Toronto Patterson Executed For 3 Texas Murders

Toronto Patterson was executed by the State of Texas for three murders

According to court documents seventeen year old Toronto Patterson would go to the home of his cousin where he would murder her and her two daughters: Kimberly Brewer and her two daughters, 3 year old Ollie, and 6 year old Jennifer. Patterson would then steal the rims off of her car before fleeing

Toronto Patterson would be arrested, convicted and sentenced to death

Toronto Patterson would be executed by lethal injection on August 28 2002

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Toronto Patterson - Texas execution

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When Was Toronto Patterson Executed

Toronto Patterson was executed on August 28 2002

Toronto Patterson Case

Apologetic but maintaining his innocence, a former teenage drug dealer was executed this evening for killing a 3-year-old cousin at her Dallas home — one of three relatives gunned down — so he could steal some fancy car wheels.

“I am sorry for the pain, sorry for what I caused my friends, family and loved ones,” Toronto Patterson, now 24, said while strapped to the death chamber gurney. “I feel a great deal of responsibility and guilt for what happened. “I should be punished for the crime, but I do not think I should die for a crime I did not commit.” Patterson said that while he was sorry, nothing could bring back the victims. He prayed his death would bring peace and unite his family. “I ask for your forgiveness and that you will all forgive me,” he said. “I invite you all to my funeral. We are still family.” As the drugs began taking effect, Patterson exhaled and then gasped. Nine minutes later at 6:20 p.m. CDT, he was pronounced dead.

Patterson was 17 when he was arrested for the fatal shootings of Ollie Brown, 3; her sister, Jennifer, 6; and their mother, Kimberly Brewer, 25.

His age at the time of the slayings renewed criticism of capital punishment for teenagers from death penalty opponents. Two other condemned killers were executed in Texas — one three weeks ago and another in May — for crimes committed when they were 17. While execution critics referred to them as juveniles, under the law in Texas and at least 21 other states they were adults. “If the age was 18, then the 18-year-olds would be someone complained about; if it was 19, it would be the 19-year-olds,” said Jason January, who was among Patterson’s prosecutors and witnessed the execution at the request of relatives of the slaying victims. “If someone wants to be worried about the execution of juveniles, they should have worried about it when Toronto was filling Ollie, 3 years old, full of holes, and Jennifer, full of holes. Not just one shot, but multiple shots.”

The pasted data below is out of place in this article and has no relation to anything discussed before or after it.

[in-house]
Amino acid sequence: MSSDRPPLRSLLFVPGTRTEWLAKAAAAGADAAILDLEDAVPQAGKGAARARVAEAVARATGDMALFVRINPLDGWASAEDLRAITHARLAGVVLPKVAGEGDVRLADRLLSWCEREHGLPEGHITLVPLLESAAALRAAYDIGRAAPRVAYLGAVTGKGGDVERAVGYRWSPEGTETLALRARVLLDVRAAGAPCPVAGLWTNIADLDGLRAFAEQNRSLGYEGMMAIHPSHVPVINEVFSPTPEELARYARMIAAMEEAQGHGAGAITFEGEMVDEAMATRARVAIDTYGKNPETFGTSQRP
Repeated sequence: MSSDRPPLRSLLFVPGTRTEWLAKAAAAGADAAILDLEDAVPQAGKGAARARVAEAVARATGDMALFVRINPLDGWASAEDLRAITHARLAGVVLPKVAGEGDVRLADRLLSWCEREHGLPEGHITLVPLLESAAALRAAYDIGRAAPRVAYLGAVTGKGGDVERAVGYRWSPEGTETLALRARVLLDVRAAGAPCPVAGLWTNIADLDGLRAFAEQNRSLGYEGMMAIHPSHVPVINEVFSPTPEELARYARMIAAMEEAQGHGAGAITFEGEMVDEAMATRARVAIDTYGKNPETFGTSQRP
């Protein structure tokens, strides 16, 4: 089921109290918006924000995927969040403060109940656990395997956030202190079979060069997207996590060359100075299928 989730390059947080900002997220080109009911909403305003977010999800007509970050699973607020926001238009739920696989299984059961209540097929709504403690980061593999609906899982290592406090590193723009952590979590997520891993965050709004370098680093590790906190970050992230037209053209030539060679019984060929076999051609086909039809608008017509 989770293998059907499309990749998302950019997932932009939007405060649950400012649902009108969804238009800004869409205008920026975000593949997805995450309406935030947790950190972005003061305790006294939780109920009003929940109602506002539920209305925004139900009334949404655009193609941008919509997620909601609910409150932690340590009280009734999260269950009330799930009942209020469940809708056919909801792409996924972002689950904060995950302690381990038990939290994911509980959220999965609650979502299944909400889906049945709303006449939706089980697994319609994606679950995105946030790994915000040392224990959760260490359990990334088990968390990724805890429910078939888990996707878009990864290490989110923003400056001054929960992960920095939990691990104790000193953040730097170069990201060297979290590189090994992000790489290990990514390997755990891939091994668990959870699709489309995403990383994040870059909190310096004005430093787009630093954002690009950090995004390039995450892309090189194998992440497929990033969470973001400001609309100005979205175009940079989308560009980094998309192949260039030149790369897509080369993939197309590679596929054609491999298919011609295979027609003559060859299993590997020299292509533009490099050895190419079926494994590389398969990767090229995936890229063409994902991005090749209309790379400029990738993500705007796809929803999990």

Patterson was the 23rd Texas inmate executed this year and the fifth this month. Five more are scheduled to die in September. “I’m scared, but being here, seeing so many other people with dates dying, and how everything gets in motion, I pretty much seen how things are going to go. I guess you’d say — something like a routine,” Patterson said in an interview last week on death row, where he is known as “Tonto.”

Patterson was the 13th Texas inmate and the 21st in the United States put to death since 1976 for a murder committed when the killer was younger than 18.

The Texas Board of Pardons and Paroles earlier this week refused requests for a reprieve or for clemency. Patterson’s attorneys appealed to the U.S. Supreme Court, contending his punishment, because of his age at the time of the crime, would be unconstitutional cruel and unusual punishment. About two hours before his scheduled execution time, the high court, in a 6-3 vote, rejected his appeal. “Such executions not only violate international norms, they also offend human decency,” said Steven Hawkins, executive director of the National Coalition to Abolish the Death Penalty. “The mind of a juvenile offender is by definition less developed than the mind of an adult.” Not so, said George West, one of the Dallas County district attorneys who prosecuted Patterson. “The stated age of an individual is one thing, their maturity and experience is another,” West said. “And this guy wasn’t a dummy.”

Evidence showed Patterson went to the home of his great-aunt on June 6, 1995, so he could steal the chrome wheels from a BMW stored there. Similar wheels on his own car had been stolen. Armed with a .38-caliber pistol, prosecutors said he shot Brewer, his cousin and his great-aunt’s daughter, as she was seated in a recliner. Then he moved on to the children, shooting the 6-year-old as she watched cartoons on television, and the 3-year-old as she cowered in a corner of the room, her hands over her ears. “It was extremely sad,” West said this week. “The only person who could stop him physically was Kimberly, the woman… But what does he do? He decides: ‘I’ve got to eliminate eyewitnesses because that means I could try to increase my odds of not getting caught. So I eliminate the two kids who know me.’ “No question about thought processes there,” West added. “There was no need to kill the kids otherwise.”

Authorities said he then took three rims from the car but was unable to remove the fourth. His fingerprints were found on the rims, left at his girlfriend’s house. His bloody clothing was traced to the victims. He told his girlfriend he had robbed and shot someone. He was arrested the following day. Police saw him in news footage in the crowd outside his cousins’ house as the bodies were being removed. He was not grieving, prosecutors recalled.

In testimony at his trial and in interviews, he blamed the deaths on unnamed “Jamaicans.” “I wasn’t there when the shootings occurred,” he said last week. “It was a hokey story,” said January. “We were very very confident we got the right man.”

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